Monday, 9 January 2017

Sissi: The Fateful Years of an Empress (4½ Stars)


The first Sissi film is a relatively accurate portrayal of the life of Princess Elisabeth of Bavaria, nicknamed Sissi, and her ascension to Empress of Austria at the age of 16. The second film shows the birth of her daughter a year later, but mixes in details that didn't happen until 12 years later. Now we arrive at the third film, and it's a total kuddelmuddel of events that happened during the first 15 years of her marriage. Yes, I know "kuddelmuddel" isn't an English word, but it ought to be. Even though it's German it's immediately obvious what's meant.


Because of the repeated anachronisms throughout it's difficult to say when the film is supposed to take place. The only hint we have is the age of her daughter Sophie. How old does she look to you? The actress is Helga Jesch, who played two roles in the film, but I've been unable to find details of her exact birth date. From her appearance she looks like she's three, but she speaks relatively clearly, so she may be four. It's possible that she was used for two different roles (also the daughter of Sissi's brother Ludwig) because she was able to speak at such a young age.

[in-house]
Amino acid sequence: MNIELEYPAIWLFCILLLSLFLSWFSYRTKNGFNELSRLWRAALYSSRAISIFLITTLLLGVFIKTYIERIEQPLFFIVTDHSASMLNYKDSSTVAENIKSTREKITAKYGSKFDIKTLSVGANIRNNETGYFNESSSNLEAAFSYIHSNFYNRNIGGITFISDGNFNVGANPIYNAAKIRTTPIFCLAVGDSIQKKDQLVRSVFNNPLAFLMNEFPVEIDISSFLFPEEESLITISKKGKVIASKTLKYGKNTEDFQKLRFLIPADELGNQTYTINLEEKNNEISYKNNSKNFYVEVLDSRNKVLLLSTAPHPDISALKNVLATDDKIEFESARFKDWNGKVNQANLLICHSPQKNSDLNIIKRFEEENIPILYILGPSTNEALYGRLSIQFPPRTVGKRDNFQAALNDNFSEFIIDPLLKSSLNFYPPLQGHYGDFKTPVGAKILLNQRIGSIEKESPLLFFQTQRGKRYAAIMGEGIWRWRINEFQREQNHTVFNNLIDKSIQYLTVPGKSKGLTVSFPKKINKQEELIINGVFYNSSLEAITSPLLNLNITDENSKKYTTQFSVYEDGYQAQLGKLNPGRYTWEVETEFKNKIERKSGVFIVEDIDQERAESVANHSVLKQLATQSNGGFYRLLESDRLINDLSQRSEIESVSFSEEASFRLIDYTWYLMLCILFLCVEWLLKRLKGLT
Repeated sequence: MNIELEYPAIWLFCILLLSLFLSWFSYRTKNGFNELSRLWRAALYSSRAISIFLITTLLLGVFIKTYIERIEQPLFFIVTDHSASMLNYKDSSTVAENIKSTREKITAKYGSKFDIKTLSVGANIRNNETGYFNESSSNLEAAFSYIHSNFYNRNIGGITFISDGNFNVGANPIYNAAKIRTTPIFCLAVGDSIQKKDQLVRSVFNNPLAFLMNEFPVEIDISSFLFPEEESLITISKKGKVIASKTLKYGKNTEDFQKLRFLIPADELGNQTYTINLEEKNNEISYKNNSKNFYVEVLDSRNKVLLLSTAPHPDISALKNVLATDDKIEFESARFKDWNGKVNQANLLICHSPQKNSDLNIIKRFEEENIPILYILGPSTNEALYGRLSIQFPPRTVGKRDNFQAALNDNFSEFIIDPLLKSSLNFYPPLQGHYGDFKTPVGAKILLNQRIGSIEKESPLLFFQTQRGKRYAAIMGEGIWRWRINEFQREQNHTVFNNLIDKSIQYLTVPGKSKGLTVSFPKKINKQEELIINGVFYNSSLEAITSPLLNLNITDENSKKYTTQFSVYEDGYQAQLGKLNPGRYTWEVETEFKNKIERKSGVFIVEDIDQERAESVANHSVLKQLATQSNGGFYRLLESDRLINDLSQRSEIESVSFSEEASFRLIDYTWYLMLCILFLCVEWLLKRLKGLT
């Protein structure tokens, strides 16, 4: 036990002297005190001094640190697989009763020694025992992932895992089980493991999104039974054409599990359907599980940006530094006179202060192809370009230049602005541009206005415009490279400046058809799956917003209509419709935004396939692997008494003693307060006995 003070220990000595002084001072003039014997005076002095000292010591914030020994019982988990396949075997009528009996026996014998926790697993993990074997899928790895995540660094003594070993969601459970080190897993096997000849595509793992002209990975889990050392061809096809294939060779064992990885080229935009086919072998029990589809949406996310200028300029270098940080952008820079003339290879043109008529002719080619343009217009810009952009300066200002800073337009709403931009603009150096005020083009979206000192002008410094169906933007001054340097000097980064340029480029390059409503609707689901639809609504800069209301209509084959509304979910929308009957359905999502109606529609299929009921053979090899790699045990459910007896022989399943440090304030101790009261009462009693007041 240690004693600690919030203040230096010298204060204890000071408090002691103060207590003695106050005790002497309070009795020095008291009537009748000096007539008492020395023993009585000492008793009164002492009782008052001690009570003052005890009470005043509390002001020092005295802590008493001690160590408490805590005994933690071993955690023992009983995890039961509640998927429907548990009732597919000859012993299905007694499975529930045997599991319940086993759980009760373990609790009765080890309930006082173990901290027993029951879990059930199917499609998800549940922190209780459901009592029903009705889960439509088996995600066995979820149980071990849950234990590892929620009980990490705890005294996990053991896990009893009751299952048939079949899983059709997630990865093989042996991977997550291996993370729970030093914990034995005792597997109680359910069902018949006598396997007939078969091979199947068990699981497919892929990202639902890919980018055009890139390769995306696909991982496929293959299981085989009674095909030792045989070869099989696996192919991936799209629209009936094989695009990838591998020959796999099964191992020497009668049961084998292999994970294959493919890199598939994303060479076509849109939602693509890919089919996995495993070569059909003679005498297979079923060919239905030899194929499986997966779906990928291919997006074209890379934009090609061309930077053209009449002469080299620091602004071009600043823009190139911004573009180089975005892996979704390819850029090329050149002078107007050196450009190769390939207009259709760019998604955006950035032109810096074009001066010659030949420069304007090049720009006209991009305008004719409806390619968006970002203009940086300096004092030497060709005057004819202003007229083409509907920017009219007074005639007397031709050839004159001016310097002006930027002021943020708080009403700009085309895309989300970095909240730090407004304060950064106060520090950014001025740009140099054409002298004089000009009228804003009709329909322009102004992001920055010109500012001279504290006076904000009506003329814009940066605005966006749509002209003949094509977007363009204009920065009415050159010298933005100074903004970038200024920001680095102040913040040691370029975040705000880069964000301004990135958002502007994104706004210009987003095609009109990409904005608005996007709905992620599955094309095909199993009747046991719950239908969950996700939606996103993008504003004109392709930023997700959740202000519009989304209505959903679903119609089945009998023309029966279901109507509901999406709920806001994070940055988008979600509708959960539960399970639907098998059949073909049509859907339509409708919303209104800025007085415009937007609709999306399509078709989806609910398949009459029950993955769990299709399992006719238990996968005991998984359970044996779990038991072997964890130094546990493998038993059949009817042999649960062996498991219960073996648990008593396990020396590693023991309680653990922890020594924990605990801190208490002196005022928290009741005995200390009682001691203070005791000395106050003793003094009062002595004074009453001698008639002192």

That would place the intended date of the film in the late 1850's, probably 1858. This deviates strongly from Sissi's real life. Sophie was born on March 5th 1855. Sissi's second daughter, Gisela, was born on July 12th 1856, so Sissi should have had two daughters in the film. Or maybe only one, because Sophie died on May 29th 1857. The film obviously wants to glamorise Sissi's life by omitting the family tragedy.


The third Sissi film, the final part of the trilogy, begins with Sissi spending time in Hungary, away from her husband, after being crowned as Queen of Hungary in the second film. When her best friend, Count Andrasy of Hungary, professes that he loves her she decides to return to Austria. Her husband meets her half way, and they spend some time together. After that tragedy strikes. Sissi becomes ill (tuberculosis) and is advised to move to a warmer climate. She spends a few months in Madeira, then Corfu, where she profits from the sea air but is barely able to leave her hotel. During this time Franz Josef's mother advises her son to start looking for a new wife. Can't she wait?

Eventually Sissi recovers after a visit from her mother. Franz Josef goes to collect his wife, but he decides that instead of taking her home directly he should visit the areas of northern Italy currently occupied by Austria. The subjects are rebellious against Austria, but he thinks Sissi can win them over. The first visit is to Milan, where the Emperor and Empress are snubbed by the nobles, who refuse to meet them. However, in a meeting after an opera performance Sissi manages to win the hearts of the common people, making the nobles wish they had met her. Then they travel to Venice, where they are also greeted rudely, but when the crowds see Sissi meet her daughter Sophie they applaud her and shout "Long live Mama".

Interwoven with the main story there are subplots about other members of Sissi's family. Her older brother Ludwig has married an actress -- scandal of scandals! -- so she has to be made a noble. She becomes the Countess of Wallersee, a new title invented for her. Sissi's older sister Helene is still single, despite a long on-off relationship with the Count of Thurn and Taxis.